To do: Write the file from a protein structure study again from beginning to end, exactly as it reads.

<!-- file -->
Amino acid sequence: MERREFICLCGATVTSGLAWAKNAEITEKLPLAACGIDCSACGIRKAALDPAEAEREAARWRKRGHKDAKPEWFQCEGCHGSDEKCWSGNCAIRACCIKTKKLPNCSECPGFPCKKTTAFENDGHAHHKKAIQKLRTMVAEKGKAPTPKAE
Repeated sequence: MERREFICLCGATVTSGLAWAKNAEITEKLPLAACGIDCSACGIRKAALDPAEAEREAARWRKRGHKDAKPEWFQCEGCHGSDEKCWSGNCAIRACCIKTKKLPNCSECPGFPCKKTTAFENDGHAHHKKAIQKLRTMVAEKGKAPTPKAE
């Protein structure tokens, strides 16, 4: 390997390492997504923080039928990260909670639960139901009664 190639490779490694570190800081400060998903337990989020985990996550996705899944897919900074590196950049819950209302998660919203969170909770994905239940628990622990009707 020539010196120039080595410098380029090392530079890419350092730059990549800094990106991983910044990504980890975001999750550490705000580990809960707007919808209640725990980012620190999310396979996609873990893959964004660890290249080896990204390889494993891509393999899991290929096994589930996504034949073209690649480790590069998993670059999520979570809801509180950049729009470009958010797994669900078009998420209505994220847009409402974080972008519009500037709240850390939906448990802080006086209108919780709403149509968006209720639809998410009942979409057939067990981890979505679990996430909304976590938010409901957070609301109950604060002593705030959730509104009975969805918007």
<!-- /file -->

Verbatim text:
Amino acid sequence: MERREFICLCGATVTSGLAWAKNAEITEKLPLAACGIDCSACGIRKAALDPAEAEREAARWRKRGHKDAKPEWFQCEGCHGSDEKCWSGNCAIRACCIKTKKLPNCSECPGFPCKKTTAFENDGHAHHKKAIQKLRTMVAEKGKAPTPKAE
Repeated sequence: MERREFICLCGATVTSGLAWAKNAEITEKLPLAACGIDCSACGIRKAALDPAEAEREAARWRKRGHKDAKPEWFQCEGCHGSDEKCWSGNCAIRACCIKTKKLPNCSECPGFPCKKTTAFENDGHAHHKKAIQKLRTMVAEKGKAPTPKAE
């Protein structure tokens, strides 16, 4: 390997390492997504923080039928990260909670639960139901009664 190639490779490694570190800081400060998903337990989020985990996550996705899944897919900074590196950049819950209302998660919203969170909770994905239940628990622990009707 020539010196120039080595410098380029090392530079890419350092730059990549800094990106991983910044990504980890975001999750550490705000580990809960707007919808209640725990980012620190999310396979996609873990893959964004660890290249080896990204390889494993891509393999899991290929096994589930996504034949073209690649480790590069998993670059999520979570809801509180950049729009470009958010797994669900078009998420209505994220847009409402974080972008519009500037709240850390939906448990802080006086209108919780709403149509968006209720639809998410009942979409057939067990981890979505679990996430909304976590938010409901957070609301109950604060002593705030959730509104009975969805918007």